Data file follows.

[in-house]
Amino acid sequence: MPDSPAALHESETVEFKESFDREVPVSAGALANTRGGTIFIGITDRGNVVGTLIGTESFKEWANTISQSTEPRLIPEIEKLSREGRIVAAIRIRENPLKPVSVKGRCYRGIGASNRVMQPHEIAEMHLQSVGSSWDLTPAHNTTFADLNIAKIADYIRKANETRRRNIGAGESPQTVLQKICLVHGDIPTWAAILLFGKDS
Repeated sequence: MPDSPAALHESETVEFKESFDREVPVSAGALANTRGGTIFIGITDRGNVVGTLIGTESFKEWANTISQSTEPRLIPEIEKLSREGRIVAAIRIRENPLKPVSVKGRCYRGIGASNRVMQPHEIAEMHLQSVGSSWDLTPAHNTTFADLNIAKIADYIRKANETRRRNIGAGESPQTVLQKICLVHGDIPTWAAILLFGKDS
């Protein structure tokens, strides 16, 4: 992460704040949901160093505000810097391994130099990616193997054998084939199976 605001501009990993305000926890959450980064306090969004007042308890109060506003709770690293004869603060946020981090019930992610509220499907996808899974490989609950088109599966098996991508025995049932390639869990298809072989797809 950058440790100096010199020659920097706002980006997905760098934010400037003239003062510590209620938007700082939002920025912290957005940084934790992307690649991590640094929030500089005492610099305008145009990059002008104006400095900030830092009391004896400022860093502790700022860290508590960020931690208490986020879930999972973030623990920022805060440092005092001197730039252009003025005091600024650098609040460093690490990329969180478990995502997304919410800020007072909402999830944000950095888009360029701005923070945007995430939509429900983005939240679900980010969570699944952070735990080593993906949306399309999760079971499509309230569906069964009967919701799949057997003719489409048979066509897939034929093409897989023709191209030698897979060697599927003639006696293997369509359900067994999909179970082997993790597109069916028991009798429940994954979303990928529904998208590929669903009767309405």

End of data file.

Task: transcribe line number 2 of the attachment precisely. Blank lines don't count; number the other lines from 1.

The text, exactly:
Amino acid sequence: MPDSPAALHESETVEFKESFDREVPVSAGALANTRGGTIFIGITDRGNVVGTLIGTESFKEWANTISQSTEPRLIPEIEKLSREGRIVAAIRIRENPLKPVSVKGRCYRGIGASNRVMQPHEIAEMHLQSVGSSWDLTPAHNTTFADLNIAKIADYIRKANETRRRNIGAGESPQTVLQKICLVHGDIPTWAAILLFGKDS